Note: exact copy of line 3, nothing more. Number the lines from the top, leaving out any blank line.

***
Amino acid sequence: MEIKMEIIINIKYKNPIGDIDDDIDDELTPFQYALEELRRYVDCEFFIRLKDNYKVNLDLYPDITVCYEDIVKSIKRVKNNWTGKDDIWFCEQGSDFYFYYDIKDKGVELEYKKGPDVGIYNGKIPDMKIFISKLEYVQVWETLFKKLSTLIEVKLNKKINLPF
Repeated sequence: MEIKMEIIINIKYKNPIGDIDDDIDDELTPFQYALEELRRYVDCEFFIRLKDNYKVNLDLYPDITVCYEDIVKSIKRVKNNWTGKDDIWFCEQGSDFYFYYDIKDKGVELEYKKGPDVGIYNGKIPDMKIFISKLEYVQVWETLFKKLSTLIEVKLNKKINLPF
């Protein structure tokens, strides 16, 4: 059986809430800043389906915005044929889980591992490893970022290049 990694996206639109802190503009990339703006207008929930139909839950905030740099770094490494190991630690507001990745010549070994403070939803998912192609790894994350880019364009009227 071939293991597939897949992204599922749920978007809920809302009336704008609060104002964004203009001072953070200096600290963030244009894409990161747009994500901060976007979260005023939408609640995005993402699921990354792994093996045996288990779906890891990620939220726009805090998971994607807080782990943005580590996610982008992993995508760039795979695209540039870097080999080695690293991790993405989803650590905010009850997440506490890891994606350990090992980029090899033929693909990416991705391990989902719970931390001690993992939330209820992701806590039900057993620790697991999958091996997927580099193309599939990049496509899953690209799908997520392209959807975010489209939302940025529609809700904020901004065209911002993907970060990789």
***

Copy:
């Protein structure tokens, strides 16, 4: 059986809430800043389906915005044929889980591992490893970022290049 990694996206639109802190503009990339703006207008929930139909839950905030740099770094490494190991630690507001990745010549070994403070939803998912192609790894994350880019364009009227 071939293991597939897949992204599922749920978007809920809302009336704008609060104002964004203009001072953070200096600290963030244009894409990161747009994500901060976007979260005023939408609640995005993402699921990354792994093996045996288990779906890891990620939220726009805090998971994607807080782990943005580590996610982008992993995508760039795979695209540039870097080999080695690293991790993405989803650590905010009850997440506490890891994606350990090992980029090899033929693909990416991705391990989902719970931390001690993992939330209820992701806590039900057993620790697991999958091996997927580099193309599939990049496509899953690209799908997520392209959807975010489209939302940025529609809700904020901004065209911002993907970060990789």